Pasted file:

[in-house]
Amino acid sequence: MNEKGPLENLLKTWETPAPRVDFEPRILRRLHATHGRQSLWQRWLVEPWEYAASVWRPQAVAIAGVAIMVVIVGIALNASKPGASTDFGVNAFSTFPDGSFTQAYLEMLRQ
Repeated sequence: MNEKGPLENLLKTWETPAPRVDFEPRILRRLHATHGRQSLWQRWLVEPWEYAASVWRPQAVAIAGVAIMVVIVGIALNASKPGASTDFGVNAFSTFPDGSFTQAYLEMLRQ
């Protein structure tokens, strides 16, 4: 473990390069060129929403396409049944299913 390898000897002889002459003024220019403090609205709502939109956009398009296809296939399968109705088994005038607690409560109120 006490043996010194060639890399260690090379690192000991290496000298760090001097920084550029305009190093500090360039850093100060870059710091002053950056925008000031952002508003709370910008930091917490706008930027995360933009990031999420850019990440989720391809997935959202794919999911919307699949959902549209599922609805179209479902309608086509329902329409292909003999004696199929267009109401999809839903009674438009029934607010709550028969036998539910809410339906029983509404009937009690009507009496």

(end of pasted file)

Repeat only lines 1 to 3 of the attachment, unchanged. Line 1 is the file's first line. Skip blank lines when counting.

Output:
[in-house]
Amino acid sequence: MNEKGPLENLLKTWETPAPRVDFEPRILRRLHATHGRQSLWQRWLVEPWEYAASVWRPQAVAIAGVAIMVVIVGIALNASKPGASTDFGVNAFSTFPDGSFTQAYLEMLRQ
Repeated sequence: MNEKGPLENLLKTWETPAPRVDFEPRILRRLHATHGRQSLWQRWLVEPWEYAASVWRPQAVAIAGVAIMVVIVGIALNASKPGASTDFGVNAFSTFPDGSFTQAYLEMLRQ